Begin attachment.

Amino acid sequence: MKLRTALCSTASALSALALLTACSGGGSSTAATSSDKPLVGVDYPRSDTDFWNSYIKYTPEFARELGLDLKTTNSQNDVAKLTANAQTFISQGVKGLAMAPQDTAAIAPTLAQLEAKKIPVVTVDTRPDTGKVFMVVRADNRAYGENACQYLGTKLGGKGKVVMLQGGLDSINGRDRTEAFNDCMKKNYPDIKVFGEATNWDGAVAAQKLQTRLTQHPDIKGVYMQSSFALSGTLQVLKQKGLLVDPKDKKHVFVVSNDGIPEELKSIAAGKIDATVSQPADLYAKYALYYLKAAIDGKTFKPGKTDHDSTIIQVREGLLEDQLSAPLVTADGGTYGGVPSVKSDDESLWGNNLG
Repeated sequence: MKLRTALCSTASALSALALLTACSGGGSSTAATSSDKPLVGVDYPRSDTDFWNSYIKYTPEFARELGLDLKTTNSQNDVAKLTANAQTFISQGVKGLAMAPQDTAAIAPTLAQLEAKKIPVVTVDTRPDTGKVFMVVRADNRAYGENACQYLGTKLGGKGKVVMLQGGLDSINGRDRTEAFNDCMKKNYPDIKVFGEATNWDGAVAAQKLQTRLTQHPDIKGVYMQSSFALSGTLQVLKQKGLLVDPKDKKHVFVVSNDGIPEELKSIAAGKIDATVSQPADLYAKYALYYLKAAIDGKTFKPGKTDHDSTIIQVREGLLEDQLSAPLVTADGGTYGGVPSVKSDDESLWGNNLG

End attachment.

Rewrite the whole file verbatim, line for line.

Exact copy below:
Amino acid sequence: MKLRTALCSTASALSALALLTACSGGGSSTAATSSDKPLVGVDYPRSDTDFWNSYIKYTPEFARELGLDLKTTNSQNDVAKLTANAQTFISQGVKGLAMAPQDTAAIAPTLAQLEAKKIPVVTVDTRPDTGKVFMVVRADNRAYGENACQYLGTKLGGKGKVVMLQGGLDSINGRDRTEAFNDCMKKNYPDIKVFGEATNWDGAVAAQKLQTRLTQHPDIKGVYMQSSFALSGTLQVLKQKGLLVDPKDKKHVFVVSNDGIPEELKSIAAGKIDATVSQPADLYAKYALYYLKAAIDGKTFKPGKTDHDSTIIQVREGLLEDQLSAPLVTADGGTYGGVPSVKSDDESLWGNNLG
Repeated sequence: MKLRTALCSTASALSALALLTACSGGGSSTAATSSDKPLVGVDYPRSDTDFWNSYIKYTPEFARELGLDLKTTNSQNDVAKLTANAQTFISQGVKGLAMAPQDTAAIAPTLAQLEAKKIPVVTVDTRPDTGKVFMVVRADNRAYGENACQYLGTKLGGKGKVVMLQGGLDSINGRDRTEAFNDCMKKNYPDIKVFGEATNWDGAVAAQKLQTRLTQHPDIKGVYMQSSFALSGTLQVLKQKGLLVDPKDKKHVFVVSNDGIPEELKSIAAGKIDATVSQPADLYAKYALYYLKAAIDGKTFKPGKTDHDSTIIQVREGLLEDQLSAPLVTADGGTYGGVPSVKSDDESLWGNNLG